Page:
nonprofit  organizations.  In  2010,  major  nonprofits  based  in     the  region  included  George  Washington  University,  Prison     Fellowship  Ministries,  Air  Force  Retired  Officers  Communi-­‐   ty,  Educap,  and  Patrick  Henry  College  (TABLE 11.1).             REGIONAL  SNAPSHOT:  NONPROFIT  EMPLOYMENT     o   With  4,989  nonprofit  employees,  the  service  area  ac-­‐   counted  for  2.1  percent  of  Virginia’s  nonprofit  employment     in  2011,  which  is  about  half  the  area’s  share  of  the  state’s     total  population  (2.1  percent  vs.  4.0  percent)  (TABLE B11.2).     o     Similarly,  nonprofit  employment  in  Loudoun  Service  Area  accounted  for  just  3.6  percent     of  the  area’s  total  employment,  ranking  it  below  the  state  average  of  6.6  percent.     o   However,  Loudoun  nonprofits  achieved  an  average  annual  growth  rate  of  6.6  percent     between  2000  and  2011.  This  is  above  the  annual  average  rate  of  the  region’s  for-­‐profit     sector  (4  percent)  and  more  than  three  times  the  statewide  average  of  2.0  percent.             REGIONAL  SNAPSHOT:  NONPROFIT  FINANCES     o   Loudoun  Area  nonprofits  generated  over  $1.5  billion  in  revenues  (3.9  percent  of  the  state’s  total  nonprofit  reve-­‐   nues)  and  held  over  $3.8  billion  in  assets  (4.9  percent  of  the  state’s  total  nonprofit  assets)  in  2010  (TABLE B11.3).       Nearly  three-­‐fourths  (74  percent)  of  the  area’s  total  revenues  were  generated  by  its  colleges  and  universities.   o     o   Similarly,  the  vast  majority  (77  percent)  of  the  area’s  assets  were  held  by  colleges  and  universities  (TABLE B11.4).       The  service  area’s  nonprofits  expended  nearly  $1.6  billion  (4.1  percent  of  the  state’s  total  nonprofit  ex-­‐ o     penditures)  in  2010.  This  translates  into  $4,990  of  expenditures  per  capita,  which  is  6  percent  higher  than     the  state  average.                                 62    |  Nonprofit  Economic  Data  Bulletin  #41    |  Virginia's nonprofit sector: SHAPING THE ECONOMIC, CULTURAL, AND SOCIAL LANDSCAPE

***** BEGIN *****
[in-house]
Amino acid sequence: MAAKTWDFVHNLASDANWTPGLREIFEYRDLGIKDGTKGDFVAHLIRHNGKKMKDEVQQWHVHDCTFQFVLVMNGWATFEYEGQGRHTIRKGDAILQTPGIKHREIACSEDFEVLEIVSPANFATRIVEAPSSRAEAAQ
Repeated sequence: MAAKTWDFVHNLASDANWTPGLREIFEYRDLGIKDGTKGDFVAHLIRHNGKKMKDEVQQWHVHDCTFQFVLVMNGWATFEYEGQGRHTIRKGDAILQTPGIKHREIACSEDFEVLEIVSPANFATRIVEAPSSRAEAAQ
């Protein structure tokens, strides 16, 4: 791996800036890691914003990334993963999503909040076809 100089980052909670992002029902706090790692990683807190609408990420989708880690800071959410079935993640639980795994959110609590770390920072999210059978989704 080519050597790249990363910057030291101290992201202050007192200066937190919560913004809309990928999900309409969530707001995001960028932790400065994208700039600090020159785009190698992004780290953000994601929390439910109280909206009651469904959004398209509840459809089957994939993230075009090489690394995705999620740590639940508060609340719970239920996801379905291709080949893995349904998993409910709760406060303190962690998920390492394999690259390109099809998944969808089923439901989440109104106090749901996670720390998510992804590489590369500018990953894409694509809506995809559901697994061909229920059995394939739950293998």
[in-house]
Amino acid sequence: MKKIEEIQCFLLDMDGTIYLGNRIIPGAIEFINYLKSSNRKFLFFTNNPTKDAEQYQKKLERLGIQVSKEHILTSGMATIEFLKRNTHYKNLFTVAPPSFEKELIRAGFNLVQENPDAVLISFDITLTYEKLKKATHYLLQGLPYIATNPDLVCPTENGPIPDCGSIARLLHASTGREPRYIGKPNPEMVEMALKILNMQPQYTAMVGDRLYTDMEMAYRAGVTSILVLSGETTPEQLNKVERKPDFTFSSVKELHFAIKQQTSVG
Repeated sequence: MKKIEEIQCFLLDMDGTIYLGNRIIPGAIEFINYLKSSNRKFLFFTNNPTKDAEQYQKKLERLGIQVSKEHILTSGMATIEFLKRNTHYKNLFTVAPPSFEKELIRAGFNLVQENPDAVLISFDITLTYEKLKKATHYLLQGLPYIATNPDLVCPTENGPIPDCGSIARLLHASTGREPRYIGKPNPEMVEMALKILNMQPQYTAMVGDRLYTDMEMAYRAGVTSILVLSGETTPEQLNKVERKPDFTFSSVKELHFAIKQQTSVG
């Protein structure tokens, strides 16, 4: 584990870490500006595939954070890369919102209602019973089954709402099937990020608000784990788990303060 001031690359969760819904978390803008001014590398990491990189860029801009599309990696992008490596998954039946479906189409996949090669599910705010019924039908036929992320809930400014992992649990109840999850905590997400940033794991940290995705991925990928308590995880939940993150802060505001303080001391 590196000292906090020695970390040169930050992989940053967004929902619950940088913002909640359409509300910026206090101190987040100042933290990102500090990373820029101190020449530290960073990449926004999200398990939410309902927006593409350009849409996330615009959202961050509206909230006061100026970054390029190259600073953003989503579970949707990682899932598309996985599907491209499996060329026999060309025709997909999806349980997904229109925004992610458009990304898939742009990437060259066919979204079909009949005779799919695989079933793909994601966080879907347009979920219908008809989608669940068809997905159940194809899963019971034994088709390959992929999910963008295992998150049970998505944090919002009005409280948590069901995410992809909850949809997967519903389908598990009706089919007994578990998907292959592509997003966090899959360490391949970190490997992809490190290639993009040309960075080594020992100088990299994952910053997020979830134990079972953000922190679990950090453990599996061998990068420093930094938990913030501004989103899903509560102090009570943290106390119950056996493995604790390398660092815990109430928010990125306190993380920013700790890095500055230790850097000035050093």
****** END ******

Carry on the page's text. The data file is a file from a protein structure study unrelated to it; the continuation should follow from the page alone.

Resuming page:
B11.1:    Largest  nonprofit  organizations,  by  total  revenue,  Loudoun  Service  Area,  2010*   TABLE     NAME   CITY   FIELD    TOTAL  REVENUE       George  Washington  University   Ashburn   Education   $1,129,759,352       Prison  Fellowship  Ministries   Lansdowne   Professional  services   $45,131,032       Air  Force  Retired  Officers  Community-­‐Washington  DC   Sterling   Nursing  homes   $27,031,727       Educap  Inc.   Sterling   Finance  &  insurance   $20,745,777       Patrick  Henry  College   Purcellville   Education   $16,863,973       *  Based  on  industry  classification  code  in  the  IRS  990  file.         TABLE   B11.2: Nonprofit  employment  in  Loudoun  Service  Area,  in  comparison  to  private  employment,  2010     NONPROFIT       NONPROFIT     EMPLOYMENT  AS  A     NONPROFIT   FINANCE  AND   EMPLOYMENT  AS  A   SHARE  OF  TOTAL     EMPLOYMENT   INSURANCE  EM-­‐  TOTAL     SHARE  OF  TOTAL     STATE  NONPROFIT     REGION   501(c)(3)*   PLOYMENT   EMPLOYMENT     EMPLOYMENT   EMPLOYMENT     UNITED  STATES  TOTAL   10,681,388   5,520,828   127,820,442   8.4%       VIRGINIA  TOTAL   235,113     122,917     3,567,444     6.6%   100.0%     LOUDOUN  SERVICE  AREA  TOTAL   4,989   2,693   136,864   3.6%   2.1%     Loudoun   4,989   2,693   136,864   3.6%   2.1%             TABLE   B11.3:  Nonprofit  finances  in  the  Loudoun  Service  Area  vs.  Virginia  and  the  nation,  2010     NUMBER     EXPENDITURES       REGION   OF  ENTITIES   TOTAL  REVENUES   EXPENDITURES   PER  CAPITA   ASSETS     367,146   $1,561,327,700,780   $1,501,952,938,289   $4,856   $2,809,461,093,514   UNITED  STATES  TOTAL     VIRGINIA  TOTAL   10,835   $39,225,748,030   $37,916,644,743   $4,725   $77,975,764,822     LOUDOUN  SERVICE  AREA  TOTAL   412   $1,549,248,205   $1,573,375,050   $4,990   $3,817,168,633     Loudoun   412   $1,549,248,205   $1,573,375,050   $4,990   $3,817,168,633           B11.4:    Nonprofit  finances  in  the  Loudoun  Service  Area  by  field,  2010   TABLE       SHARE  OF   SHARE  OF     TOTAL     TOTAL       NUMBER  OF   REGIONAL   REGIONAL     FIELD   ENTITIES   TOTAL  REVENUES   REVENUE   ASSETS   ASSETS     UNITED  STATES  TOTAL   367,146   $1,561,327,700,780   100.0%   $2,809,461,093,514   100.0%     VIRGINIA  TOTAL   10,835   $39,225,748,030   100.0%   $77,975,764,822   100.0%       LOUDOUN  SERVICE  AREA  TOTAL   412   $1,549,248,205   100.0%   $3,817,168,633   100.0%     Universities   4   $1,148,240,662   74.1%   $2,953,521,388   77.4%     Civic  associations   211   $146,338,302   9.4%   $164,329,350   4.3%     Arts  and  recreation   82   $33,229,526   2.1%   $30,858,968   0.8%     Social  assistance   44   $32,750,587   2.1%   $58,637,394   1.5%     Elementary  and  secondary  schools   13   $31,629,671   2.0%   $135,169,650   3.5%     Nursing  homes   1   $27,031,727   1.7%   $75,654,142   2.0%     Ambulatory  health   10   $8,265,560   0.5%   $12,169,805   0.3%     Hospitals   1   $5,185,626   0.3%   $4,334,406   0.1%       Other   46   $116,576,544   7.5%   $382,493,530   10.0%